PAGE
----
Last month Litvinenko received an unexpected e-mail from a man he knew as Mario, an acquaintance he had made in Italy. The Italian said he wanted to meet him in London because he had some important information about the murder of Anna Politkovskaya, a Russian investigative journalist who was killed in the lift of her Moscow apartment block.

Litvinenko was a friend of Politkovskaya, one of the Kremlin's most powerful critics, particularly over the war in Chechnya.

"We met at Piccadilly Circus," said Litvinenko. "Mario said he wanted to sit down to talk to me, so I suggested we go to a Japanese restaurant nearby.

"I ordered lunch but he ate nothing. He appeared to be very nervous. He handed me a four-page document which he said he wanted me to read right away. It contained a list of names of people, including FSB officers, who were purported to be connected with the journalist's murder.

"The document was an e-mail but it was not an official document. I couldn't understand why he had to come all the way to London to give it to me. He could have e-mailed it to me."

After the meeting the Italian had simply "disappeared", although Litvinenko emphasised that he was not in a position to accuse him of involvement in his poisoning.


According to a report published in the newspaper Moskovsky Komsomolets ("Moscow Young Communist League Member") Mr Litvinenko is a double agent and recently visited Moscow giving testimonies to Russian police about the murder of an American female journalist of jewish origin in Russia. Menwhile, the FSB is unofficially reported to have killed the woman. According to the FSB report published today in Moskovsky Komsomolets, Mr Litvinenko was poisoned in a London restaurant by a CIA agent, Mario Scaramella, on November 1, 2006, purportedly in connection with his role as a double agent, the role invented by the FSB in this story to descredit Mr Litvinenko.

As earlier reported by the Chechepress news agency, Mario Scaramella is a FSB agent in Italy and a close friend and business partner of the FSB deputy chief Kolmogorov. The Italian visited several time the FSB headquarters in Moscow.

Gerard Batten MEP - 60 second speech to the European Parliament - "Romano Prodi" - Strasbourg 3.4.06 03-04-2006 One of my constituents, Alexander Litvinenko, was formerly a Lieutenant Colonel in the Russian Federation's FSB, the successor to the KGB. Mr Litvinenko's exposure of illegal FSB activities forced him to seek political asylum abroad.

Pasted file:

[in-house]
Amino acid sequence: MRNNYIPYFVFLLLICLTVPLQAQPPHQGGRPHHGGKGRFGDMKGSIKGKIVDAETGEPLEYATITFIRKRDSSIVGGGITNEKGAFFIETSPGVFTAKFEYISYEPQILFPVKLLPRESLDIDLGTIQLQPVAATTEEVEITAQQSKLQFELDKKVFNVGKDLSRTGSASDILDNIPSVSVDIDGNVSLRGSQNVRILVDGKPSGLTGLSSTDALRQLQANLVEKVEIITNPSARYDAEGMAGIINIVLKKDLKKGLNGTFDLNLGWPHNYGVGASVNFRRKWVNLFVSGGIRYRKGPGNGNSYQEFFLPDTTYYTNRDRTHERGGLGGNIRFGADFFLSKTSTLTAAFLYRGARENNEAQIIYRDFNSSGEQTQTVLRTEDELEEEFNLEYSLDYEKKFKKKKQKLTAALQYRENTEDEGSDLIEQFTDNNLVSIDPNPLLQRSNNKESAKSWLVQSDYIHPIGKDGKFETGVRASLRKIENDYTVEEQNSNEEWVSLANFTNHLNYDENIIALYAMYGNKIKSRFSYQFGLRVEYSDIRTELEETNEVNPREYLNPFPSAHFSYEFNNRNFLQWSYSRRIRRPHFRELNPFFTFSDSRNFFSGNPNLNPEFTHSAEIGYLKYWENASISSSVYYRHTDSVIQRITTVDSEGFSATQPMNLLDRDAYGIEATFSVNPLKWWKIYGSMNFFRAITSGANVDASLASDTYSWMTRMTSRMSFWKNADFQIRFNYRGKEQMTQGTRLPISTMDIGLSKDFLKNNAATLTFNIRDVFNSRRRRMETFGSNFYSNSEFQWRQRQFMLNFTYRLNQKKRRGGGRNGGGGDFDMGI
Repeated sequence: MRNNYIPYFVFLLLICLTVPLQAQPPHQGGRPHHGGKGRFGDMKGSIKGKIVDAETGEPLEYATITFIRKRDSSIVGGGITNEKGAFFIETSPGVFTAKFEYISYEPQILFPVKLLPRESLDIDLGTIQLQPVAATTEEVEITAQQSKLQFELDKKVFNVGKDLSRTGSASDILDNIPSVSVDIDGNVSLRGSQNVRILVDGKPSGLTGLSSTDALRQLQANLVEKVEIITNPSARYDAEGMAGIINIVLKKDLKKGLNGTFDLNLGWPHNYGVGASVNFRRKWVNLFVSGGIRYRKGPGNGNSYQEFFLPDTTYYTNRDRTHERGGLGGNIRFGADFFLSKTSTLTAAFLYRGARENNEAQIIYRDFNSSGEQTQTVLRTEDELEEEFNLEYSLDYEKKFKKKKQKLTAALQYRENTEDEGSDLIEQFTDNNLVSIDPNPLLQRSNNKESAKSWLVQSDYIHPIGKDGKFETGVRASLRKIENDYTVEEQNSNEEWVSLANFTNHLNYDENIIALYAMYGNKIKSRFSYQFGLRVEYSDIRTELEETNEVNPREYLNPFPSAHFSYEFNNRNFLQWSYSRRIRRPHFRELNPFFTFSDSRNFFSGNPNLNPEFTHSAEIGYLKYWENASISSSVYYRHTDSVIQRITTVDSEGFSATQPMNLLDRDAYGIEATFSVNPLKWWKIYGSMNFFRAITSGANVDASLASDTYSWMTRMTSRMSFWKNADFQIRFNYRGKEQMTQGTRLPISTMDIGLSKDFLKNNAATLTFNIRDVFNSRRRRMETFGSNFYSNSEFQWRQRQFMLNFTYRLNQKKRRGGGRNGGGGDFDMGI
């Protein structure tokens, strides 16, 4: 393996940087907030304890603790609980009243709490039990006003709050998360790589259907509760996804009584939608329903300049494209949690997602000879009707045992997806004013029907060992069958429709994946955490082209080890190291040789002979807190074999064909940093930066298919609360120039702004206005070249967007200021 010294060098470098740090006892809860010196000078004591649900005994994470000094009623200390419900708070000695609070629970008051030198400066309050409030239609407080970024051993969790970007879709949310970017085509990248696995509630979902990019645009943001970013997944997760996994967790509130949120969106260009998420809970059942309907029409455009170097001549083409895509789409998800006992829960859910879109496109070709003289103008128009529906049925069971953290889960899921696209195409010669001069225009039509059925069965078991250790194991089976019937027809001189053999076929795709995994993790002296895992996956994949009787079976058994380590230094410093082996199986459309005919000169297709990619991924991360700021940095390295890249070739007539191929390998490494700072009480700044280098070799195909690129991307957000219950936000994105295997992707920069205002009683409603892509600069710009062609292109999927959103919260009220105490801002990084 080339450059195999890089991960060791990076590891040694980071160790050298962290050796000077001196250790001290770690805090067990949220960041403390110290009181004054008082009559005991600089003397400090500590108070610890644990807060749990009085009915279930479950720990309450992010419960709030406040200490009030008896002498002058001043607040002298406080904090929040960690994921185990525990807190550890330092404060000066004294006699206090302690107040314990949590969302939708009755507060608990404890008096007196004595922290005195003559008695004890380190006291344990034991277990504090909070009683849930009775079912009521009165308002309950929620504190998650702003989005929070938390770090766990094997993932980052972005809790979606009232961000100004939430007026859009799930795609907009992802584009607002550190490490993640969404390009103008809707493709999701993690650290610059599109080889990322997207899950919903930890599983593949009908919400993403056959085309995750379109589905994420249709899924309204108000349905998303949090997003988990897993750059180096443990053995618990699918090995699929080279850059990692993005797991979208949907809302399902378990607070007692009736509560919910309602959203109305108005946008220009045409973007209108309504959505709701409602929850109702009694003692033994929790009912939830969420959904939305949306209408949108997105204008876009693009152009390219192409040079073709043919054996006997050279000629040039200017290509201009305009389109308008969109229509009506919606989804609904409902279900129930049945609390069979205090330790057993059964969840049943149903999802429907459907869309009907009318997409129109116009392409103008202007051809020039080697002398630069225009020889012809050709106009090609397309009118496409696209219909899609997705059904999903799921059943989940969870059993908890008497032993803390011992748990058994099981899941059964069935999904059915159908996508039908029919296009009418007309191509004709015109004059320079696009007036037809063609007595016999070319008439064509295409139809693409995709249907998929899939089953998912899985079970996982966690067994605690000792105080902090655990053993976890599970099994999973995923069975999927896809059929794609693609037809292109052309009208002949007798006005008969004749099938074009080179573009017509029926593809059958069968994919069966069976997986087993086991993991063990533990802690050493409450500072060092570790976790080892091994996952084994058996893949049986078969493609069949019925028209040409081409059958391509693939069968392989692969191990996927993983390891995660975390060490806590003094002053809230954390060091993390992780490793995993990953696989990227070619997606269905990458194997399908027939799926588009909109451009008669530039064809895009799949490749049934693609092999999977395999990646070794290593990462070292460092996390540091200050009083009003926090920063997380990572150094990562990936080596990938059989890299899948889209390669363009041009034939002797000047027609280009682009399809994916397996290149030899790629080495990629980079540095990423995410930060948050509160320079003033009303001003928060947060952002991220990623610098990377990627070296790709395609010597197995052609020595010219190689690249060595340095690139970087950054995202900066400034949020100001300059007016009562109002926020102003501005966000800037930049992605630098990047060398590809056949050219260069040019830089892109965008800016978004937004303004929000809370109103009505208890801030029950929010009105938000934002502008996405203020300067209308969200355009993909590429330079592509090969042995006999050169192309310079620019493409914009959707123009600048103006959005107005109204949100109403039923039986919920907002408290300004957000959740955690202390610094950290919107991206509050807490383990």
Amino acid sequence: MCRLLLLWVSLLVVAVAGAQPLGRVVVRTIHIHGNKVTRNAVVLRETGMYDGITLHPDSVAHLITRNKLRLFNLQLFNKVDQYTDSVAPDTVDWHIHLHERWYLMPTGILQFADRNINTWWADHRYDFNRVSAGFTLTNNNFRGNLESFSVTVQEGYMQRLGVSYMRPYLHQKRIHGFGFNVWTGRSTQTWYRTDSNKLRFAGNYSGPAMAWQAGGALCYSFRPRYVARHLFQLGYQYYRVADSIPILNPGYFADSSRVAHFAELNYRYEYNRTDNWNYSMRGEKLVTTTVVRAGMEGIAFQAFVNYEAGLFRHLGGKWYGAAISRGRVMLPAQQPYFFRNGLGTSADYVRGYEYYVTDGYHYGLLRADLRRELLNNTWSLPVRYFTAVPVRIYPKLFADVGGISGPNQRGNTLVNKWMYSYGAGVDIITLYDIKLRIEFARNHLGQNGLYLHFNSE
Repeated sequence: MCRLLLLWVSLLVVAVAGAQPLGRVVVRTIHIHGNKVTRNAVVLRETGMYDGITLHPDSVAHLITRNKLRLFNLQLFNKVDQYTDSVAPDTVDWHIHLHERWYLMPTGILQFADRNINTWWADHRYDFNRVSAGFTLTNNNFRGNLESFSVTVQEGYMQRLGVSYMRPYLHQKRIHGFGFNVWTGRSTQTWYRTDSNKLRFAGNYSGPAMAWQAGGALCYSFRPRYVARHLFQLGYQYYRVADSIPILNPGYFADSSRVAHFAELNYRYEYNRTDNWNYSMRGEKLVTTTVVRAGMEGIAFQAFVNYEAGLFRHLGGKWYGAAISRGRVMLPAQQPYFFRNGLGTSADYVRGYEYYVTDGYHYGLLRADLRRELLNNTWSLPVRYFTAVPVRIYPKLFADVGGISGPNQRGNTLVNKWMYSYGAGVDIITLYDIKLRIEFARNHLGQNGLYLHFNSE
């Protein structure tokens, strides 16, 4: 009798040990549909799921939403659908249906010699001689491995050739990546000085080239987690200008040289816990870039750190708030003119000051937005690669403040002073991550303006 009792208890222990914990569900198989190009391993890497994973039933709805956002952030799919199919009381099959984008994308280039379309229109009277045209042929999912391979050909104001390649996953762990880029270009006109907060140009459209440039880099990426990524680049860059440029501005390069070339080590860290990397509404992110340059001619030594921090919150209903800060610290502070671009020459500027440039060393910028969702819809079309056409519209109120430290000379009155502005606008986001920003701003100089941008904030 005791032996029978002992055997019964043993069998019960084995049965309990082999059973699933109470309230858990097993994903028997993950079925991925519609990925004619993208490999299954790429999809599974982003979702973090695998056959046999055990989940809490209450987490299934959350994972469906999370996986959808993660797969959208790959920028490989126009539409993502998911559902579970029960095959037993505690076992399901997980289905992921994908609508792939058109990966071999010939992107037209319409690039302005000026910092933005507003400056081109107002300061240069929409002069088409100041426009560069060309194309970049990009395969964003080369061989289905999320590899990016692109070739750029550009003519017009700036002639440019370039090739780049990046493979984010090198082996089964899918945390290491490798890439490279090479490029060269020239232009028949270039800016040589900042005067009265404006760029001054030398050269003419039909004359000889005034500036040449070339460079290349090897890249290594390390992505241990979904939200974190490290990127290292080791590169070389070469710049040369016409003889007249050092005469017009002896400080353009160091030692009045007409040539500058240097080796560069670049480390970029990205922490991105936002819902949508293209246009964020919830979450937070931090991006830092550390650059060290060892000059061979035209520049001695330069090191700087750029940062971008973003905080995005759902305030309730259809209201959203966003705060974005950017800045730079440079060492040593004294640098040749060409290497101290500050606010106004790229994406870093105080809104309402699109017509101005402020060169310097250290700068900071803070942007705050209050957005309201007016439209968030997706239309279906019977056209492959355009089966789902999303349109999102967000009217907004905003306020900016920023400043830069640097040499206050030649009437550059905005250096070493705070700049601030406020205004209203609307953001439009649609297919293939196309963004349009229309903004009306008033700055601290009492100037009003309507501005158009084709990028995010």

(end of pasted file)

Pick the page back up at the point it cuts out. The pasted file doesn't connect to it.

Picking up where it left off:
Before deciding on a place of refuge he consulted his friend, General Anatoly Trofimov, a former Deputy Chief of the FSB. General Trofimov reportedly said to Mr Litvinenko, "Don't go to Italy, there are many KGB agents among the politicians: Romano Prodi is our man there."

In February 2006 Mr Litvinenko reported this information to Mario Scaramella of the Guzzanti Commission investigating KGB penetration of Italian politics.

Alexander Litvinenko's father calls his son a traitor The father of murdered Kremlin critic Alexander Litvinenko has dramatically withdrawn his claims that his son was killed in London on Vladimir Putin's orders, branding his own son a traitor who may have deserved to die. Speaking to Russian state TV in his tiny flat in Italy, Walter Litvinenko, 73, said he deeply regretted accusing the Russian prime minister and FSB security service of involvement in his son's death, saying he hoped to be forgiven and allowed to return to Russia. "Vladimir Vladimirovich (Putin), If you are watching this programme, please forgive me for all the slander that I said and wrote about you, for all the hatred I had for you," he told RT, the Kremlin's English-language satellite TV channel. "If only I had known that my son had worked for British intelligence I would not have talked about his death. He could easily have been shot as a double agent. Traitors should be shot." Suggesting his son was involved in a murky espionage world who may have been the author of his own demise, he conceded he could not be 100 per cent sure that he really did work for MI6 however. Alexander Litvinenko, a former FSB security service agent and outspoken Kremlin critic, died in London in 2006 after drinking a cup of tea laced with radioactive polonium 210 in a top London hotel.